Home Secretary Theresa May’s plan to expel foreign graduates from the UK has drawn strong criticism from scientists.
They say the plan would hamper recruitment of top researchers and harm the international reputation of UK universities.
Mrs May has backed a proposal to make those on student visas return home immediately after graduating.
The Home Office has said the “brightest and best” could still apply for UK jobs but must return home first.
The proposal backed by Mrs May would scrap the current four-month period that allows graduates to seek skilled work in the UK.
It sits at odds with commitments made last week in the government’s Science and Innovation Strategy, critics say.
The director of the Campaign for Science and Engineering (CaSE), Dr Sarah Main, said: “I am dismayed that the Government seems intent on thwarting its commitment to make ‘Britain the best place in the world to do science’ with immigration proposals that threaten to put off the exceptional scientists and engineers who wish to come here.
“Allowing these bright young students who we’ve trained to participate in research for a few years is very beneficial to our country”
Prof Martyn Poliakoff Foreign Secretary, The Royal Society
“The Prime Minister and Chancellor have been unequivocal in their intent to make the UK a world-leading scientific nation. That requires the world’s top talent to be attracted here.
“Theresa May’s proposition… directly undermines that goal.”
Prof Stephen Curry from Imperial College London wrote a response for The Guardian and told the BBC he was surprised and frustrated by the Home Secretary’s stance.
“It was kind of thoughtless,” said Prof Curry, a structural biologist who has worked on science policy issues with both CaSE and the group Science is Vital, of which he is vice-chair.
He pointed out that the scientific community, with some reservations, had welcomed the government’s strategy announcement last week:
“It was all about trying to put the pieces in place, and it’s a public document and they’d consulted widely on it beforehand – that’s all healthy. That was a good move.”
As Prof Curry pointed out, the strategy document makes specific mention of overseas students and their ability to stay and work – the very opportunity Mrs May wants to close down.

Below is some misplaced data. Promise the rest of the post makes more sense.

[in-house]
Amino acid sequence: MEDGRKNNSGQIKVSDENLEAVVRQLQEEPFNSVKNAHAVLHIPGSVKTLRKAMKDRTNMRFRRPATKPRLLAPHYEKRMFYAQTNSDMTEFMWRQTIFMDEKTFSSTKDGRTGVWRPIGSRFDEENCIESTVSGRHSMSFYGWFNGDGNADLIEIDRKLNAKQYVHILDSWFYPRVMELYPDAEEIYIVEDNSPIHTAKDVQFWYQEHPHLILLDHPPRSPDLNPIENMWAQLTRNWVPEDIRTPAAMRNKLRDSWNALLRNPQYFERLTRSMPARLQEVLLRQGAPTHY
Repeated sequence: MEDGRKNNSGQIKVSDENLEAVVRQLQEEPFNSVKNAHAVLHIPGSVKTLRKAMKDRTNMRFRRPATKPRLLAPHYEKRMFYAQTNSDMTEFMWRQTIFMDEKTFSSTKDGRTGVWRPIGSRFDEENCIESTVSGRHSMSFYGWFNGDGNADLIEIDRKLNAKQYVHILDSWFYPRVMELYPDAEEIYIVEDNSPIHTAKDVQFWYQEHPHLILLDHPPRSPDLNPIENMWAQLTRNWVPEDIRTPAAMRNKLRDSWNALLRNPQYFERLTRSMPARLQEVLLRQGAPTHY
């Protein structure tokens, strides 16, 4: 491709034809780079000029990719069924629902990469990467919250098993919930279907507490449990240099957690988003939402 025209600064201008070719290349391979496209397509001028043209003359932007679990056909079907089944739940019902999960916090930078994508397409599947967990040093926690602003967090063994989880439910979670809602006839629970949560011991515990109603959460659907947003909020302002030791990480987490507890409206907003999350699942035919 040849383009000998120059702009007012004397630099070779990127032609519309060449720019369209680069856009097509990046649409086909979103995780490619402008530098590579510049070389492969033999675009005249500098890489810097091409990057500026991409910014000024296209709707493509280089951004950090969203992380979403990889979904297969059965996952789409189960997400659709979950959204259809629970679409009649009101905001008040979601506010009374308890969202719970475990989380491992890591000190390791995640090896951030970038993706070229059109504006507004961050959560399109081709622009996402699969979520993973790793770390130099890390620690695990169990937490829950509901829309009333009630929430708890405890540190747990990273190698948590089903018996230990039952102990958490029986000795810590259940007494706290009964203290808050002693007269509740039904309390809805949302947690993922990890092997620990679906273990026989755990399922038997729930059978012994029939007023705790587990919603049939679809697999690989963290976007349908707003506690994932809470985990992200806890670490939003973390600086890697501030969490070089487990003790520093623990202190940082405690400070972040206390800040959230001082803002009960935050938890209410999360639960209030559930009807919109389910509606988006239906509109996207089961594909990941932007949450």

“It was just depressing, from someone so senior in government, to be so off-message,” he told BBC News, adding that it “causes reputational damage internationally”.
Overseas students represent an important source of income for UK universities, and the nation as a whole.
The Home Office has said that the “brightest and best” would still be able to apply for work in the UK after their studies, but they would have to return home to do so.
Dr Main said this was impractical and risked turning precisely those brightest and best students away.
“Forcing students to return home to apply for a work visa would put significant barriers of time and money in their way when they can least afford them,” she said.
Countries like the US, Australia and Canada have a post-study work visa of 12 months – already longer than the four months currently offered under UK policy.
Prof Martyn Poliakoff from the University of Nottingham told BBC News that international students “contribute a lot” to the UK if they are permitted to stay.
“It seems to me that it’s reaping the benefits of the efforts that we’ve put into the training,” said Prof Poliakoff, an eminent chemist who is foreign secretary and vice-president of the Royal Society.
“Certainly I think in the area of science and engineering, allowing these bright young students who we’ve trained to participate in research for a few years is very beneficial to our country.”
Prof Poliakoff said he was “very much in agreement” with former science minister David Willetts MP, who wrote in the Times that May’s plan was “mean-spirited and inward-looking”.
Mr Willetts said he had been thanked by a former Australian minister because the UK’s tightened rules for post-study work visas had boosted Australia’s market share of international students.
Prof Poliakoff said the new proposal of even tighter restrictions was misguided and poorly timed.
“Just raising this possibility may discourage students, and it’s come at just the time of year when students will be deciding whether to apply to the UK or elsewhere,” he said.
“The timing is unfortunate.”